posted by aught at 11:23 AM on July 19, 2013 [4 favorites]


I'm surprised that some billionaire hasn't already started buying up the classics one by one and burning them at their parties. I expect that will come sooner or later.
posted by blue_beetle at 11:26 AM on July 19, 2013 [5 favorites]


Nobody else thinks this is funny in a heist-movie-farce sort of way? I would probably watch this film (subtitled, not dubbed, naturally).
posted by uncleozzy at 11:27 AM on July 19, 2013 [6 favorites]


Valuable to the art world, valuable to history and particularly valuable to people who like to show off their prodigious wealth and power (something MetaFilter doesn't usually approve of).

I work at an art museum. We have plenty of working-class and middle-class folks who visit every day (though we could raise those figures even higher if we dropped our admission fees entirely, but that's another question). We provide the ONLY source of art education to whole swaths of Los Angeles public schools. Wanting works of art to remain in existence and available for public viewing is the very fucking OPPOSITE of elitism.
posted by scody at 11:30 AM on July 19, 2013 [64 favorites]


@ three blind mice--and I hope your mother would not do the same thing for you. Further, I would hope you thought better of your mother. After spending a great deal of time in Ireland and the UK I can say this will do nothing to lessen anxieties and fears about removing the immigration cap on Romanians in 2014. It is a very potent symbol ( if only a symbol) of putting family above a respect for other cultures. And please--I am not saying the stereoptypes are anything but stereotypes but politics and immigration are very hot button issues in the UK right now. This is an act, if true or even untrue, that can be used by the EDL, UKIP, BNP and others to reinforce a stereotype that transcends individual experiences.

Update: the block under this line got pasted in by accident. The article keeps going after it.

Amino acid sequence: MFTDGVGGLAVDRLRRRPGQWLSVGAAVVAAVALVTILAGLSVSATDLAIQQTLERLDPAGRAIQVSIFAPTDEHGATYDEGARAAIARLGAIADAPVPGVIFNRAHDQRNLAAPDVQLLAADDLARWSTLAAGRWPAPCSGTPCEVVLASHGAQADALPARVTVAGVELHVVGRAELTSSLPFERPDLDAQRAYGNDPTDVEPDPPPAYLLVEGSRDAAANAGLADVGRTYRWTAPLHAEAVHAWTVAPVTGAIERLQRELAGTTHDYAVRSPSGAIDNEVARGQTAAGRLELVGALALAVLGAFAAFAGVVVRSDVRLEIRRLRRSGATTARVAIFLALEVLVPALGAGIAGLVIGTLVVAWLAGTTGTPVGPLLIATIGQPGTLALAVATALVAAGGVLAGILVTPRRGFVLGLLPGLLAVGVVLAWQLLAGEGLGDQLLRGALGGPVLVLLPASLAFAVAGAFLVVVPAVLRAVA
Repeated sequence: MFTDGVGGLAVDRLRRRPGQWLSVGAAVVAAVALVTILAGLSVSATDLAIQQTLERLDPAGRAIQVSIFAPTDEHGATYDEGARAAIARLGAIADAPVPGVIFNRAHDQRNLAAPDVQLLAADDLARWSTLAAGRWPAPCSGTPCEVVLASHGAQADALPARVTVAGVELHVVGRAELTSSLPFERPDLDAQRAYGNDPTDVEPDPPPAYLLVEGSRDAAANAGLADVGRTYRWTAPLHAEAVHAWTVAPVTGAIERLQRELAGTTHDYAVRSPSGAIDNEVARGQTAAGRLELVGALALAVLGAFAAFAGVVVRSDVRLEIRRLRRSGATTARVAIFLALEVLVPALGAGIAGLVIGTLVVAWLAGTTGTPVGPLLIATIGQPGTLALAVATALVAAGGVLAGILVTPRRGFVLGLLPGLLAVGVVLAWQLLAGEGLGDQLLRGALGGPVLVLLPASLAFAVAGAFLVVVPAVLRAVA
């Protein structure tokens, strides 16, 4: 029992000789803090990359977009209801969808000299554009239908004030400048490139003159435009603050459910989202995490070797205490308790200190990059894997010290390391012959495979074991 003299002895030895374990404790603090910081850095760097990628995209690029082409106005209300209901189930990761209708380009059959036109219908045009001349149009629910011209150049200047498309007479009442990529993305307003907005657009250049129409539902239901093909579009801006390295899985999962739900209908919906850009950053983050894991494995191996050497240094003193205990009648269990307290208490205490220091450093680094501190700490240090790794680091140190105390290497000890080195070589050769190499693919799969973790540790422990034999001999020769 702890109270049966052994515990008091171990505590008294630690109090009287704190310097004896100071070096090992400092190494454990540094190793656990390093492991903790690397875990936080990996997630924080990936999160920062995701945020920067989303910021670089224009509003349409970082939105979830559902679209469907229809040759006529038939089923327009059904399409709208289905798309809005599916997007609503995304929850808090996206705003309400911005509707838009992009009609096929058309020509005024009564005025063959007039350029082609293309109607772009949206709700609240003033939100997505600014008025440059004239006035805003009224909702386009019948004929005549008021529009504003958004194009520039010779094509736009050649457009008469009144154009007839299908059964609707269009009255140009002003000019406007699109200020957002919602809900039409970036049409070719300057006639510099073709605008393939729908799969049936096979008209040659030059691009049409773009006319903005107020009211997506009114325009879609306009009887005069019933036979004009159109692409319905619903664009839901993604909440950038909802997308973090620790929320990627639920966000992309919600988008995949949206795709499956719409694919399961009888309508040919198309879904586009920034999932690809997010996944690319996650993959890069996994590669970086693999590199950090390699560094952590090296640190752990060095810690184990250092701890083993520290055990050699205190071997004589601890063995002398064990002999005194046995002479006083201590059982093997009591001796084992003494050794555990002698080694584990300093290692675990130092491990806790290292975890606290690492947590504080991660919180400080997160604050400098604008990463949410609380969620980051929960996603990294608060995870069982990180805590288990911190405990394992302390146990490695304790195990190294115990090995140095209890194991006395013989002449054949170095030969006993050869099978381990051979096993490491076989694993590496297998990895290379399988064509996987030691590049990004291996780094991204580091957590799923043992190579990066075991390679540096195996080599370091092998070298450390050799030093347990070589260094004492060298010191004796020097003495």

posted by rmhsinc at 11:31 AM on July 19, 2013


Olga Dogaru = Old Our Gaga

Ernest Oberlander-Tarnoveanu = A Rand Boner : Stolen Art Revenue!
posted by lalochezia at 11:38 AM on July 19, 2013 [3 favorites]


Someone earlier asked about creating forgeries. Wouldn't it be a better plan to create a forgery of an art piece and then break into someone's house that has the real piece and swap them? I imagine someone would not notice something askew and you wouldn't have a famous museum calling it in.
posted by gucci mane at 11:38 AM on July 19, 2013


Someone earlier asked about creating forgeries. Wouldn't it be a better plan to create a forgery of an art piece and then break into someone's house that has the real piece and swap them? I imagine someone would not notice something askew and you wouldn't have a famous museum calling it in.

Realistically, there are already a lot of forgeries in museums, but being able to make an exact replica of a piece (especially the frames, yikes) and put it in without triggering any of the alarms is far more difficult than just stealing a piece alone.
posted by jetlagaddict at 11:41 AM on July 19, 2013


Fuck this guy and his mother.
posted by TheWhiteSkull at 11:48 AM on July 19, 2013 [7 favorites]


I guess that's true, I imagine I'd have a ton of alarms in place if I had a real expensive art piece.
posted by gucci mane at 11:48 AM on July 19, 2013


I see no reason not to believe the mother's story. They're gone. Insurance companies are the next biggest losers here.

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posted by JohnnyGunn at 11:49 AM on July 19, 2013